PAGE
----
US President Donald Trump has accused Twitter of conspiring “to silence me” after the social media platform permanently suspended his account, claiming the US leader is too dangerous to use the platform.
After a “close review” of tweets from the @realDonaldTrump account, “we have permanently suspended the account due to the risk of further incitement of violence,” Twitter said.
The unprecedented move, which severs Trump from his 88.7 million followers, is an astounding setback for the president in the chaotic waning days of his current administration.
With his presidency appearing to implode, Trump signalled a final, unrepentant display of division by announcing – in his final tweet before the ban – that he will skip the inauguration of Joe Biden on January 20.
“To all of those who have asked, I will not be going,” he tweeted.
Biden responded this was “a good thing,” branding Trump an “embarrassment.”
However, Biden showed how wary he is of the growing rush to impeach Trump – and deepen the nation’s political divisions – over his incitement of crowds who stormed Congress on Wednesday.
“That is a judgment for the Congress to make,” Biden said, adding that the “quickest” way to get Trump out was for him and Vice President-elect Kamala Harris to take over in 12 days.
“I am focused now on us taking control as president and vice president on the 20th and to get our agenda moving as quickly as we can.”
Two days after Trump sent a mob of followers to march on Congress, his presidency appears to be in freefall, with allies walking away and opponents sharpening their teeth.
House Speaker Nancy Pelosi warned that Democrats will launch impeachment proceedings unless Trump resigns or Vice President Mike Pence invokes the 25th Amendment, where the cabinet removes the president.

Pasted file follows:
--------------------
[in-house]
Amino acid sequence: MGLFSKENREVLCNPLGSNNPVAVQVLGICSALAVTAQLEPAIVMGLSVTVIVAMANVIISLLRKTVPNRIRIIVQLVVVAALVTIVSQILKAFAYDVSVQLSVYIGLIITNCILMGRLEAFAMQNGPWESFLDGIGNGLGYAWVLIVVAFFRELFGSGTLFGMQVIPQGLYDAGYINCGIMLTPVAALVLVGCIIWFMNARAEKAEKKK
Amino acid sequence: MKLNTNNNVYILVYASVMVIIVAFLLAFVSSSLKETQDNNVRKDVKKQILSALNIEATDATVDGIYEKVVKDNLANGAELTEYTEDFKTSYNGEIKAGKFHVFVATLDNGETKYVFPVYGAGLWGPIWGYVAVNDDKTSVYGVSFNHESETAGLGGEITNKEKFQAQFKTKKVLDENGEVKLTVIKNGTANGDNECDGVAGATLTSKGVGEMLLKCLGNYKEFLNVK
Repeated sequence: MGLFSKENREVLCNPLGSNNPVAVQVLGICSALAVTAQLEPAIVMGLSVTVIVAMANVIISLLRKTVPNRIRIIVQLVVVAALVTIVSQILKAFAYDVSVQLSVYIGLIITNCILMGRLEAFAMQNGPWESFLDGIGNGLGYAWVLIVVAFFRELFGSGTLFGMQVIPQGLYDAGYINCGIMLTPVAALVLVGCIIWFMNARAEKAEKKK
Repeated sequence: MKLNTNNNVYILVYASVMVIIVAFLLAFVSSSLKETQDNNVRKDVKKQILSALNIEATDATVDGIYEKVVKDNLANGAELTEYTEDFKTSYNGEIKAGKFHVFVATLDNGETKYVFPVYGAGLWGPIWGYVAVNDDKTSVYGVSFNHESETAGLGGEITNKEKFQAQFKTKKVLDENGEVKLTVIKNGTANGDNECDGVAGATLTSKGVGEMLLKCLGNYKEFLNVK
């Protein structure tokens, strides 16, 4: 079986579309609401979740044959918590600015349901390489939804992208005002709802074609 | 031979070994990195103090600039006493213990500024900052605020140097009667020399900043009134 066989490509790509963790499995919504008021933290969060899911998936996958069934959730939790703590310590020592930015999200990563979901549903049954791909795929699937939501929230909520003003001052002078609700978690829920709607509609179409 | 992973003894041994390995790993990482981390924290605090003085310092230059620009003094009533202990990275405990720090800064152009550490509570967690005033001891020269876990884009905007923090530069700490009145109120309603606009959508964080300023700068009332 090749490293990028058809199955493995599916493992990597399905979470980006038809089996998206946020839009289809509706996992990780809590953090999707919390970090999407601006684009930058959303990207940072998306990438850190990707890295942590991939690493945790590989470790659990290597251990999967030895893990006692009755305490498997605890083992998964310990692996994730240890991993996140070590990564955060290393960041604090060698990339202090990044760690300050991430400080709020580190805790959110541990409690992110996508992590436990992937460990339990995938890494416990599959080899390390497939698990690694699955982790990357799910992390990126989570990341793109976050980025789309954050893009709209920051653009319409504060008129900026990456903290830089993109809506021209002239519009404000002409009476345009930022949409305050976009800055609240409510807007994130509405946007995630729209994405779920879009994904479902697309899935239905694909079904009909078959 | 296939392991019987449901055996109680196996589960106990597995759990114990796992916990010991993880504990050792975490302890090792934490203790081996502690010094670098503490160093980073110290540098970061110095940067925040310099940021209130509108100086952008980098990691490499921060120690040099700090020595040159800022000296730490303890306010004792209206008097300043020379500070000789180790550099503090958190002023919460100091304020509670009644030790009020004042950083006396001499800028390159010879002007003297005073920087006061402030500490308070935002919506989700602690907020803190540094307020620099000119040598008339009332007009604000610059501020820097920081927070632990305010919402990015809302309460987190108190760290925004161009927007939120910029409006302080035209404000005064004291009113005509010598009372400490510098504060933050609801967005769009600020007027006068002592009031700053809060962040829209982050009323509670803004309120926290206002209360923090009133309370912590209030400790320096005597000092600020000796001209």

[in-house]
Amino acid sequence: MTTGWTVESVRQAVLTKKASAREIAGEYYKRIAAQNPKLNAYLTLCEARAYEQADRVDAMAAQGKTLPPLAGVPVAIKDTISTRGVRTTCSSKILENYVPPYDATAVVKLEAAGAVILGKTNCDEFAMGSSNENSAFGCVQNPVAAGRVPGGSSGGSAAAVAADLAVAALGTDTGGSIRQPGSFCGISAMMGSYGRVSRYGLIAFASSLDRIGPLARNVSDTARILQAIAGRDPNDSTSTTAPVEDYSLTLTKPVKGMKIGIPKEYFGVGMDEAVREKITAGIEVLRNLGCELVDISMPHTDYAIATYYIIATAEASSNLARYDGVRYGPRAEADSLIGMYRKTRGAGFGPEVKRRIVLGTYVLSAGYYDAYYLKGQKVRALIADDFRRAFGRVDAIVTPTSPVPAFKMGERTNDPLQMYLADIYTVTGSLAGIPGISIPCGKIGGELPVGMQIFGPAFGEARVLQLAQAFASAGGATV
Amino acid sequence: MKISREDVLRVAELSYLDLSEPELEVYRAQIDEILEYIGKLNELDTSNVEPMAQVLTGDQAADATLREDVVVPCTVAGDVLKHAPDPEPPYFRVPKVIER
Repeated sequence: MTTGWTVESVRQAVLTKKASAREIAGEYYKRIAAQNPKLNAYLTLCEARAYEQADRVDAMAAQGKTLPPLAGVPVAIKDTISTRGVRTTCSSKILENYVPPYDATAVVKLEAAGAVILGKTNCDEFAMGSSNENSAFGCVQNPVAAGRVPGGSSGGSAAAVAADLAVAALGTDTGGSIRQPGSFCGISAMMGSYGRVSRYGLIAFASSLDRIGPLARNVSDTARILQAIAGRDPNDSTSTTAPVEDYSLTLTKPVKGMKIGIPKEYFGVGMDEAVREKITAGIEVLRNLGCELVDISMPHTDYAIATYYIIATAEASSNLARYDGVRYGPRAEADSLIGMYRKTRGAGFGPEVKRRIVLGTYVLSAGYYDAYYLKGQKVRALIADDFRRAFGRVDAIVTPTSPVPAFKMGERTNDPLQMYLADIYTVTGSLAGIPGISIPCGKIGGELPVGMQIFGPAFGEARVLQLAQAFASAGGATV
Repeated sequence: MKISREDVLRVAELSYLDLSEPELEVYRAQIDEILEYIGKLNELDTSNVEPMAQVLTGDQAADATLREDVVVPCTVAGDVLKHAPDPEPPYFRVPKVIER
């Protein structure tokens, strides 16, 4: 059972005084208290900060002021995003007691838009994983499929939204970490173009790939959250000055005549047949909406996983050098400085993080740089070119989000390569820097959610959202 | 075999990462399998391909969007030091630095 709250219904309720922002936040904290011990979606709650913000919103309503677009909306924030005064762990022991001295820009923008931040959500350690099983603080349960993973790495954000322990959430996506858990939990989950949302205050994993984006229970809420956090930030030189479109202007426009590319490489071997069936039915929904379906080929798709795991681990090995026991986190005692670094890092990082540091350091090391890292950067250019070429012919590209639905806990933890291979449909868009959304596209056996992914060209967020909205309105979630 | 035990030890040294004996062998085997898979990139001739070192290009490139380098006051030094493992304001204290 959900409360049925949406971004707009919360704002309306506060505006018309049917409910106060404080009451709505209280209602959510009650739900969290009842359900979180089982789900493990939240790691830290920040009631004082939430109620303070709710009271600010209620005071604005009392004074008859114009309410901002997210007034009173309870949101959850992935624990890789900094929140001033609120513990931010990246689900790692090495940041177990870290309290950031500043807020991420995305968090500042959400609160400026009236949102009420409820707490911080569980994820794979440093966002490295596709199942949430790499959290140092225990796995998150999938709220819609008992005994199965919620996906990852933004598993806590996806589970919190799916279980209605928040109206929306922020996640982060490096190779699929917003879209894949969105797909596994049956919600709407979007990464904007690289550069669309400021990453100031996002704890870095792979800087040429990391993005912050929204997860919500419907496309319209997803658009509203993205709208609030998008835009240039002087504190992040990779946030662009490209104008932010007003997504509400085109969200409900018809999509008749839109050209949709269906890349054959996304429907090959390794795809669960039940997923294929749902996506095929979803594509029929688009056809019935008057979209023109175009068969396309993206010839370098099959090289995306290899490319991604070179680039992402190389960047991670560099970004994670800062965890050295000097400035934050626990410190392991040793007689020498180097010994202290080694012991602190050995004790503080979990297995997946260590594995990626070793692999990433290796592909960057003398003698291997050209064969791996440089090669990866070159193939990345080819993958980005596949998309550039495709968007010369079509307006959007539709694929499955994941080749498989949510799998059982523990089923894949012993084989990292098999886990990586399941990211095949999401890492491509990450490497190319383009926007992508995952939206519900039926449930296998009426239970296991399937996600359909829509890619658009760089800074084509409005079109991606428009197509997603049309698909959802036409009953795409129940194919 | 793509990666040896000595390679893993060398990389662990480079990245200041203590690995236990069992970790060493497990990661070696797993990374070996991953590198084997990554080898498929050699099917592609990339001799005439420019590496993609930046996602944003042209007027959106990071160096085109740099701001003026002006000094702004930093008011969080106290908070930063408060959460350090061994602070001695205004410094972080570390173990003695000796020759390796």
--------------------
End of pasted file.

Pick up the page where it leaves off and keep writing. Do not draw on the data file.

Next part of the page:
“If the President does not leave office imminently and willingly, the Congress will proceed with our action,” Pelosi wrote.
In a jaw-dropping moment, Pelosi revealed she had spoken Friday with the Chairman of the Joint Chiefs of Staff Mark Milley about “preventing an unstable president from initiating military hostilities or accessing the launch codes and ordering a nuclear strike.”
“The situation of this unhinged President could not be more dangerous, and we must do everything that we can to protect the American people,” Pelosi wrote.
House Democrats, who already impeached Trump in a traumatic, partisan vote in 2019, said the unprecedented second impeachment of a president could be ready next week.
– Too little, too late –
Trump, whose actions Wednesday capped his relentless efforts to overturn Biden’s November 3 election win, made a speech on Thursday and appealed for calm.
“A new administration will be inaugurated on January 20. My focus now turns to ensuring a smooth, orderly and seamless transition of power,” Trump said in a short video.
However, the evidently reluctant concession, in which Trump failed to congratulate Biden or directly admit defeat, was too little, too late to calm outrage over his role in the Capitol invasion.
– Government exit –
Education Secretary Betsy DeVos became the second cabinet member to quit, after Transportation Secretary Elaine Chao, telling Trump in a letter that such “behavior was unconscionable for our country.”
Multiple lower level officials have also left. According to reports, the only reason the trickle hasn’t turned into a flood is the decision by senior figures to try and maintain stability during the transition to Biden.
Trump, however, appears to have lost the grip he once exercised on both the Republican Party and his own staff.
Speaking to CNN, retired Marine Corps general John Kelly, who served as Trump’s chief of staff for 18 months, said the cabinet should consider the 25th Amendment but believed the president had already been put into a box.
“He can give all the orders he wants but no one is going to break the law,” Kelly said.
– Trump banned, but not ‘Ayatollah’ –
With the president muted, son Donald Trump Jr took to Twitter to call the platform’s move “absolute insanity.”
While his father is banned, “the ayatollah, and numerous other dictatorial regimes can have Twitter accounts with no issue despite threatening genocide to entire countries and killing homosexuals etc,” Trump Jr steamed.
Founder of communist China Chairman “Mao would be proud,” he said.
In a blog post Twitter explained that the suspension was based on numerous factors, such as evidence that plans for future armed protests were already proliferating on and off Twitter, “including a proposed secondary attack on the US Capitol and state capitol buildings on January 17, 2021.”
Courtesy – AFP